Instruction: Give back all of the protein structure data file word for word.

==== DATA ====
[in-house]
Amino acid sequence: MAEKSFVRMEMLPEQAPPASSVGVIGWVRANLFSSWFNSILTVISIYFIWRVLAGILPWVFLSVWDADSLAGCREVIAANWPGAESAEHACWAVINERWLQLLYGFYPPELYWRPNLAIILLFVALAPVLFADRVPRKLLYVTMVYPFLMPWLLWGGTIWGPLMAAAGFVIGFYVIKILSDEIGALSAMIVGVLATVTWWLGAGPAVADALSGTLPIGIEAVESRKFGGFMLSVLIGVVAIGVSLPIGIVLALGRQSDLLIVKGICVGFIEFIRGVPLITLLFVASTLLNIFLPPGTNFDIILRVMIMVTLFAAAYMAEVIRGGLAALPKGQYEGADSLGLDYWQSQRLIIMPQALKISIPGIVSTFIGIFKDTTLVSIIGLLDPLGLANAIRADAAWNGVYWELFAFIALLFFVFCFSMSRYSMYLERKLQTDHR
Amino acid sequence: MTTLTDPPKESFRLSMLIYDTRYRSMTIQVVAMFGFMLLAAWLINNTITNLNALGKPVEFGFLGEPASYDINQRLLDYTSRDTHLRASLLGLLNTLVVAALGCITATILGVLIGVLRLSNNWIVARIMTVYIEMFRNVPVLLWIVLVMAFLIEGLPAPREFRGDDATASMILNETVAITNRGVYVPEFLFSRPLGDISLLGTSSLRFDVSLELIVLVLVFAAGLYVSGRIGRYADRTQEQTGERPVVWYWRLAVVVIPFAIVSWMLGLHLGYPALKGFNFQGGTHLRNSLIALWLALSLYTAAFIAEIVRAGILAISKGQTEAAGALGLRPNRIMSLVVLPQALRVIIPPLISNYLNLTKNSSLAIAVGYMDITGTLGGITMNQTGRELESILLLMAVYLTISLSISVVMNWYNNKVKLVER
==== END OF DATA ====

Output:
[in-house]
Amino acid sequence: MAEKSFVRMEMLPEQAPPASSVGVIGWVRANLFSSWFNSILTVISIYFIWRVLAGILPWVFLSVWDADSLAGCREVIAANWPGAESAEHACWAVINERWLQLLYGFYPPELYWRPNLAIILLFVALAPVLFADRVPRKLLYVTMVYPFLMPWLLWGGTIWGPLMAAAGFVIGFYVIKILSDEIGALSAMIVGVLATVTWWLGAGPAVADALSGTLPIGIEAVESRKFGGFMLSVLIGVVAIGVSLPIGIVLALGRQSDLLIVKGICVGFIEFIRGVPLITLLFVASTLLNIFLPPGTNFDIILRVMIMVTLFAAAYMAEVIRGGLAALPKGQYEGADSLGLDYWQSQRLIIMPQALKISIPGIVSTFIGIFKDTTLVSIIGLLDPLGLANAIRADAAWNGVYWELFAFIALLFFVFCFSMSRYSMYLERKLQTDHR
Amino acid sequence: MTTLTDPPKESFRLSMLIYDTRYRSMTIQVVAMFGFMLLAAWLINNTITNLNALGKPVEFGFLGEPASYDINQRLLDYTSRDTHLRASLLGLLNTLVVAALGCITATILGVLIGVLRLSNNWIVARIMTVYIEMFRNVPVLLWIVLVMAFLIEGLPAPREFRGDDATASMILNETVAITNRGVYVPEFLFSRPLGDISLLGTSSLRFDVSLELIVLVLVFAAGLYVSGRIGRYADRTQEQTGERPVVWYWRLAVVVIPFAIVSWMLGLHLGYPALKGFNFQGGTHLRNSLIALWLALSLYTAAFIAEIVRAGILAISKGQTEAAGALGLRPNRIMSLVVLPQALRVIIPPLISNYLNLTKNSSLAIAVGYMDITGTLGGITMNQTGRELESILLLMAVYLTISLSISVVMNWYNNKVKLVER